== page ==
German Travelogue Unveils Stubborn Anti-Semitism
An unusual book was published recently in Germany: a travelogue that reveals, through hundreds of interviews in nearly 40 cities and towns in Germany, a disturbing obsession with the Jews, as well as outright anti-Semitism, among the German population today.
The book, “Allein Unter Deutschen” (“Alone Among Germans”), published by the European publisher, Suhrkamp, is a German translation of the English original, “I Sleep in Hitler’s Room.” The author, Tuvia Tenenbom, had published “I Sleep…” in the United States in 2011 with the Jewish Theater of New York, of which he is the founder and director.
Since the publication of the German version, it has become a Spiegel best seller, equivalent to The New York Times best-seller list — a true victory for Tenenbom, who until recently had been unable to find a publisher for his candid and unsettling book.
During a recent interview with the Forverts in his Manhattan office, Tenenbom, the New York- and Berlin-based columnist of the German national weekly newspaper Die Zeit explained how the German publisher Rowohlt commissioned him to travel around the country and talk to Germans, then write about their thoughts and feelings, using the same folksy style he uses in his column on sport and fitness. (His essays are written tongue-in-cheek, as Tenenbom is rather stout and smokes a pack of cigarettes a day.)
“I thought it was a great idea, and would be lots of fun because I enjoy talking to people,” Tenenbom remarked.
But as he engaged people in conversation, he discovered two distinct qualities about the Germans: First, that they drink an excessive amount of beer, and second, that many of them harbored disturbingly negative views about Jews and Israel.
As the owner of an elegant hotel and restaurant in Wannsee, Germany, remarked: “Everybody knows that the Jews control the American economy.”
After a profound disagreement regarding Rowohlt’s editing of the manuscript, Tenenbom decided to publish it elsewhere. “There was no way I could accept these changes, because it was no longer the book that I had written,” he said.
The walls of Tenenbom’s tiny office reflect his multifaceted accomplishments. Ther are posters of his theatrical productions — “The Last Virgin” and “Last Jew in Europe.” A dark wooden bookcase is filled with books on various topics, including, surprisingly, Jewish holy books written in Hebrew. As it turns out, the secular, cosmopolitan Tenenbom hails from a Haredi home in Israel.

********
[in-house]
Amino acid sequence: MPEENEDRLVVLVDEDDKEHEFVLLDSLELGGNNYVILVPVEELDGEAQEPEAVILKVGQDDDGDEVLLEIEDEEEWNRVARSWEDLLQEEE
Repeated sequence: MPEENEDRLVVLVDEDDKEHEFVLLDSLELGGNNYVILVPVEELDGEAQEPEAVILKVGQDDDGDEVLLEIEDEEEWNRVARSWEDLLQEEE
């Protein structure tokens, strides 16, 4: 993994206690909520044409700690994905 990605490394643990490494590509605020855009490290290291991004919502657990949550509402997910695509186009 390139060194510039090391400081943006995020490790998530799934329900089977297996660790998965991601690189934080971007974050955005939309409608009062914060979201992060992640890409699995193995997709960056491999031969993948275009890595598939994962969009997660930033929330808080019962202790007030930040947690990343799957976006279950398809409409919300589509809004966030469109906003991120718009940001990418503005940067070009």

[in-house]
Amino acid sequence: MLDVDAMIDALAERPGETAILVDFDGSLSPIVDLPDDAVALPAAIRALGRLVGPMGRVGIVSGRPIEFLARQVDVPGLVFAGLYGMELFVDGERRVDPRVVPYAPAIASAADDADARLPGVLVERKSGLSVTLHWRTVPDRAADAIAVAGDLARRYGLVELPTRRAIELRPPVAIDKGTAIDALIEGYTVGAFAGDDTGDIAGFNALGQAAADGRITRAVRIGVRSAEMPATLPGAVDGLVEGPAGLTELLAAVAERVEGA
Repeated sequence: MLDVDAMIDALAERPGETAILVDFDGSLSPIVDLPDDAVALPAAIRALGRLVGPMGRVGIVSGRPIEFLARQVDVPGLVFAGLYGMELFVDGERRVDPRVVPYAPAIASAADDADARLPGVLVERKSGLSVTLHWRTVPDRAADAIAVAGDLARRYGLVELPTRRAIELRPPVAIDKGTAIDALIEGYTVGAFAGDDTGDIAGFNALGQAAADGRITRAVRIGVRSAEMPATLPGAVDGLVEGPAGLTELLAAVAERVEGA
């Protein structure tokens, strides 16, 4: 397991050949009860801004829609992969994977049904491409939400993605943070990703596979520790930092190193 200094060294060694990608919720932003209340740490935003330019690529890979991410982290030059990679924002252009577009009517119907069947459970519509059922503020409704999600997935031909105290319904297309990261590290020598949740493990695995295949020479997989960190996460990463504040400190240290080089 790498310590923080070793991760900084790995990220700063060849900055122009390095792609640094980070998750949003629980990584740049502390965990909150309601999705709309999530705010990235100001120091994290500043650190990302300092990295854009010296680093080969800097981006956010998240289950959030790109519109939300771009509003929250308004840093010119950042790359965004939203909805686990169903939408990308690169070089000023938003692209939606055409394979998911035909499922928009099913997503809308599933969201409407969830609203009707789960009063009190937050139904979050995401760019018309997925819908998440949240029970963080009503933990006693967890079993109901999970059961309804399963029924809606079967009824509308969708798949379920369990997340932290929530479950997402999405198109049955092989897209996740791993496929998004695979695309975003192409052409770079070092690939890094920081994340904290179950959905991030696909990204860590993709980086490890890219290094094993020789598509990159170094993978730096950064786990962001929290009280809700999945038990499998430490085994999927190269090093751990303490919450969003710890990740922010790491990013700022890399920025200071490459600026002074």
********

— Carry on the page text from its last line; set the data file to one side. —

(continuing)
Tenenbom is a warm conversationalist, chatting easily about diverse topics, and often with a twinkle in his eye. This affable quality may have been the reason that his subjects in Germany opened up to him so readily. His light skin and blue eyes didn’t hurt, either. He admits that he didn’t always tell his subjects he was Jewish, calling himself a journalist from New York. “If I’d told them I was Jewish, do you think they’d tell me what they were really thinking?” he asked.
One of his most controversial visits was to the Neo-Nazi bar Club 88 (8 representing H, the eighth letter of the alphabet, HH being an abbreviation of “Heil Hitler”) in Neumunster. Telling his fellow patrons that his name was Tobias and that his German parents had immigrated to America when he was 1 year old, Tenenbom added, for good measure, “I’m a perfect Aryan.” It wasn’t long before Frank, the club owner, offered him drinks on the house and showed him a book about “the Jewish devil.”
What disturbed Tenenbom most, however, was the anti-Semitism he discovered among the everyday, supposedly liberal, Germans he encountered. Often, these people didn’t hesitate to state that the Jews controlled the economy or the media. “They like the Jews that were killed during the war, but hate the Jews of today,” Tenenbom said.
Tenenbom is also sharply critical of the Jewish community in Germany. After the chief rabbi of Munich informed him that the Orthodox community there has 9,000 members, Tenenbom joined him for services at the multimillion-dollar synagogue, apparently paid for by the German government.
“I start counting the nine thousand,” Tenenbom writes in the book. “Well, not really. The number of worshippers, including those who are tourists and guests from Israel and the United States: thirty-five. In other words, the place would be practically empty if not for the foreigners.”
And what of the growing number of German musicians playing Yiddish and klezmer music? Tenenbom pays them a visit, and is disillusioned to discover that, despite their fondness for Yiddish culture, they harbor hostile views of Israel. After he asks a violinist whether she has ever been to Israel, she replies angrily: “I don’t have to go to Israel! My music has nothing to do with it!”
For Tenenbom, the stubborn persistence of anti-Semitism in modern Germany strikes a personal nerve. As a child of Holocaust survivors, he always knew that his parents had suffered terribly, but the Nazi horrors were beneath the surface — never discussed.
“My father refused to tell me the name of the city he was from, and I didn’t even know my mother was in a concentration camp, or that seven of her siblings were killed, until after her death,” Tenenbom said.
Years later, thirsting for more information about the family’s experiences during the war, he visited one of his mother’s surviving siblings in Brooklyn. It was a warm day, and the air conditioner was broken. Tenenbom was perspiring uncomfortably, while his Hasidic uncle, dressed in a buttoned-up, long-sleeved shirt, sat calmly, eating hot soup. “You should be drinking cola with ice,” Tenenbom said.
Without looking up, his uncle took another long sip and said, “That’s what saved me — one soup a day.”
Rukhl Schaechter is a staff writer and editor at the Forverts.